Skip to content

Expert advice for local mamas: How fast should your baby grow?

West End Mamas founder, Sarah Mickeler, today kicks off a regular column at NewmarketToday
Sarah Mickeler, founder of West End Mamas. Greg King for NewmarketToday

Welcome to the first instalment in a regular column by Sarah Mickeler, founder of West End Mamas, a prenatal and postnatal clinic serving clients at two locations in Newmarket and Toronto.

Today, Mickeler breaks down how much you can expect your baby to grow, month by month.


Healthy babies differ in size and shape just as much as adults do and a baby’s growth will vary depending on multiple factors. 

While this is true, their growth will still usually follow a predictable path within the first year of their lives. 

Newborns (0-3 months) 
It is extremely common that immediately after birth, newborns can lose anywhere between 5 per cent and 10 per cent of their birth weight. 

Babies are born with extra fluid in their systems, so it’s expected for them to drop a few ounces when they start to lose that fluid. 

This is a completely normal process and healthy babies should start to gain back that weight within two weeks or so of being born. 

It shouldn’t take long for them to be right back at their birth weight, but if you are concerned that they haven’t, speak to your health-care professional.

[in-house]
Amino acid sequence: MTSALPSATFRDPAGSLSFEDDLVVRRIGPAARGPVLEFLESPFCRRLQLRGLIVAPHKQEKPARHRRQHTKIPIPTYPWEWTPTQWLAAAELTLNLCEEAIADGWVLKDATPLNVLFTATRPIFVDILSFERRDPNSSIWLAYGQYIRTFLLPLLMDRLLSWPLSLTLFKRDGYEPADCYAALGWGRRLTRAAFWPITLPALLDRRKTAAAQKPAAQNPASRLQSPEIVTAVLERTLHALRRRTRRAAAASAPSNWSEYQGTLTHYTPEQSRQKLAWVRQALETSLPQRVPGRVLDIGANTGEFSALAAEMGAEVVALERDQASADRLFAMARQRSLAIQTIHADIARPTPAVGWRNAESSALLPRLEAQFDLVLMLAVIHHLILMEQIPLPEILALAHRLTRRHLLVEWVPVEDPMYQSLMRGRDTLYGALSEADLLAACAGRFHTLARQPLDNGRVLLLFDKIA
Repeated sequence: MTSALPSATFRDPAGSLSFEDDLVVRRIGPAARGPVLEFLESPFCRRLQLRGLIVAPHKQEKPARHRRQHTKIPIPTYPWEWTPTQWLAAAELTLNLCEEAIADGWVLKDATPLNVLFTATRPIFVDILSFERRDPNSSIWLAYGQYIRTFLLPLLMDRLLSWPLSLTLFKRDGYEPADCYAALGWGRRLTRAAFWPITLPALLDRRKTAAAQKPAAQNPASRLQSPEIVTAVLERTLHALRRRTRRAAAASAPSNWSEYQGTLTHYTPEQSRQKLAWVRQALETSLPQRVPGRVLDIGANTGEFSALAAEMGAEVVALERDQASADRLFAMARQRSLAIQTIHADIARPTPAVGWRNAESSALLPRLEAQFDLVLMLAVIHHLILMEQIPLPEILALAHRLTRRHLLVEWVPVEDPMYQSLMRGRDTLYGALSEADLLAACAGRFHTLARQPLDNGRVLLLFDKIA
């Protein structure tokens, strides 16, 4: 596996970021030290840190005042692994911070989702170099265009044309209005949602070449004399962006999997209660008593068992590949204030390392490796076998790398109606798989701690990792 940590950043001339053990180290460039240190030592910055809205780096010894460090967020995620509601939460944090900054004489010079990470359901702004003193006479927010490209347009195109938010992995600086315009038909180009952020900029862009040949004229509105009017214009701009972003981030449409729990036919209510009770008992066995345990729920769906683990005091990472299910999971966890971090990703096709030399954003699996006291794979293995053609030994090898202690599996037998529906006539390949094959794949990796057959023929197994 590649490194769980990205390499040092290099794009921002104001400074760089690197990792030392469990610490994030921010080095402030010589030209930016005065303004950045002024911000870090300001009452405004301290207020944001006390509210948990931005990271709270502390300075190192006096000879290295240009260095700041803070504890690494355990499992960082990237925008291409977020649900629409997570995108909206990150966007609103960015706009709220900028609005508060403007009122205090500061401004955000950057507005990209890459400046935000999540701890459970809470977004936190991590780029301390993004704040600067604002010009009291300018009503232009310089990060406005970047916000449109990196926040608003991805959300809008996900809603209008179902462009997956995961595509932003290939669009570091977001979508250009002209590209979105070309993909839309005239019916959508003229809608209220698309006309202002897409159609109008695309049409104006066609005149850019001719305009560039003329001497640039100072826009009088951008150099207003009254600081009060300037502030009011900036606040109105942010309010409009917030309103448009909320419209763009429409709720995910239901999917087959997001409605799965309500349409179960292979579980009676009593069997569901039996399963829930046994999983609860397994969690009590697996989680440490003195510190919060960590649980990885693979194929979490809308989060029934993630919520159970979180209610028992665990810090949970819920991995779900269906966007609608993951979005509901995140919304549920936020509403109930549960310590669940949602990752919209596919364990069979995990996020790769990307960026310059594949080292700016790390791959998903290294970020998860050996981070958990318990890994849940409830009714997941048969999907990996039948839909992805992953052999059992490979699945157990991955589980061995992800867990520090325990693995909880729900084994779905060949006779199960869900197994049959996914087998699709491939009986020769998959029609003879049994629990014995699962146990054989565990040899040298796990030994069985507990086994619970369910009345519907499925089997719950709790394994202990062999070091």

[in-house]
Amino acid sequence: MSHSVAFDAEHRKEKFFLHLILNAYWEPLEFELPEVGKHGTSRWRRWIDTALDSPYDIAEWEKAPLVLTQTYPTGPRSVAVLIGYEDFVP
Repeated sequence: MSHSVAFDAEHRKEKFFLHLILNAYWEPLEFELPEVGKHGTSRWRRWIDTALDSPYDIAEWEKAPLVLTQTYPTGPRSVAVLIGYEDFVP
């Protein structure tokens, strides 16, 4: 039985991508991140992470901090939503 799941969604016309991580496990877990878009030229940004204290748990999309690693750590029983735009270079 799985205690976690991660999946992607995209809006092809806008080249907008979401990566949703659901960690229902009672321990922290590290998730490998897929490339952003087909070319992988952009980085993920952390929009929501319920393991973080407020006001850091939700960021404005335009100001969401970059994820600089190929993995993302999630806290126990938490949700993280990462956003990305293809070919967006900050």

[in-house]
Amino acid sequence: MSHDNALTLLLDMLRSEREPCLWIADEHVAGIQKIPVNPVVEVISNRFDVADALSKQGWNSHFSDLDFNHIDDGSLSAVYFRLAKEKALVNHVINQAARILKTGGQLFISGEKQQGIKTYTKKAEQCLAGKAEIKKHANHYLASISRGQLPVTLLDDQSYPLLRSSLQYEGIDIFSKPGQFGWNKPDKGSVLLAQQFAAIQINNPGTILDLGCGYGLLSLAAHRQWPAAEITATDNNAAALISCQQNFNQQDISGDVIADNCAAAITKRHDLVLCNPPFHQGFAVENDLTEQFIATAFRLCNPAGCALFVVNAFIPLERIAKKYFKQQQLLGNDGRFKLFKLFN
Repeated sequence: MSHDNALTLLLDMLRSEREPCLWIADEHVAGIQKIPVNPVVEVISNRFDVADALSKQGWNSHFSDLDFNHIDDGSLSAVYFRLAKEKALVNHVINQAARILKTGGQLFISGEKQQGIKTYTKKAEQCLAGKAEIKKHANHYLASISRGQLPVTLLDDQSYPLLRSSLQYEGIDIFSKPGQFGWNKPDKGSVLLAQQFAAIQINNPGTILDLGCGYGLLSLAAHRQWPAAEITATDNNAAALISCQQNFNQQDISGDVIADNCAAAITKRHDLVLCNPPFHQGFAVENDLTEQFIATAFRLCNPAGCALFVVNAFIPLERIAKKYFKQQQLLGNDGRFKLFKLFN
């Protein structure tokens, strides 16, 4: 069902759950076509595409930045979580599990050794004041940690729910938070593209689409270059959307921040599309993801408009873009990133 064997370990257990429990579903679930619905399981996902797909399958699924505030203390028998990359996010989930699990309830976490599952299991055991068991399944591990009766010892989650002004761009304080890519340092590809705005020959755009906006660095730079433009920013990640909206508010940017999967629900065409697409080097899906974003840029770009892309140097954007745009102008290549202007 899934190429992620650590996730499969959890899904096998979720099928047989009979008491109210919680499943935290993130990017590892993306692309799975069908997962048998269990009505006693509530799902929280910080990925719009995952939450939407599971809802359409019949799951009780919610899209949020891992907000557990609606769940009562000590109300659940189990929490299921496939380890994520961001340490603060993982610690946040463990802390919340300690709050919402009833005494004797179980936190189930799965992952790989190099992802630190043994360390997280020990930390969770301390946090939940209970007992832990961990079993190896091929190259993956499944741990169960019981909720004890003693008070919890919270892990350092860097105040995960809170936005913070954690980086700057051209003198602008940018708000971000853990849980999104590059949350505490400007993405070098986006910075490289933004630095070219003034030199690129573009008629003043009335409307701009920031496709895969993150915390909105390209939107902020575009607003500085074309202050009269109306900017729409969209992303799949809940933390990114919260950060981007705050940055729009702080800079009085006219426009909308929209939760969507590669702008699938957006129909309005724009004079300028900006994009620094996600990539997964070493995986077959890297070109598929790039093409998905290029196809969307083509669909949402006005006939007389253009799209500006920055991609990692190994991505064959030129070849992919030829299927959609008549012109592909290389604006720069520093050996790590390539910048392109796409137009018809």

In fact, newborns will grow faster in the first couple of months than at any other point in their lives. 

This has a lot to do with the kind of food they are eating, among other considerations. 

Babies who are exclusively breastfed will grow faster in the first two months than babies who are fed using formula. 

Breast milk provides optimal nutrition for infants as it has a near-perfect blend of proteins, vitamins and fat your baby needs to grow. 

However, breastfed infants will grow at a slower pace than those who are formula-fed after the first few months. 

Breastmilk changes to respond to your baby’s nutritional needs as they grow and develop, whereas formula remains relatively the same. 

Ultimately, there is no right or wrong answer when it comes to breast milk versus formula, it all comes down to what’s right for each and every mama and their little one.

Once your baby’s growth and weight have stabilized, their expected growth trajectory should be relatively easy to track. 

Each month after the first, your baby should gain about 1.5 to 2 pounds and grow 1 inch to 1.5 inches. 

Closer to the end of the newborn phase, your baby might start to look a little chubby, however, as their activity level increases, their little rolls will soon give way to developing muscle. 

It is rare that a baby is too big. The only real reason for concern would be if your baby has grown too large as an outcome of you having gestational diabetes, which is diagnosable during pregnancy through blood tests and ultrasounds. 

Gestational diabetes simply means your baby received higher amounts of sugar than normal while in the womb. It is manageable with a proper diet and medication to regulate insulin production, if necessary.

Infants (4-8 months) 
After three months, babies’ weight gain starts to slow down to 4 to 5 ounces per week on average. 

However, these averages can be misleading. A baby’s growth is tracked in a growth chart that shows the pattern of anticipated growth for healthy babies using centiles. 

For example, if your baby is marked on the 25th percentile at birth, they will be bigger than approximately 25 per cent of babies and smaller than 75 per cent.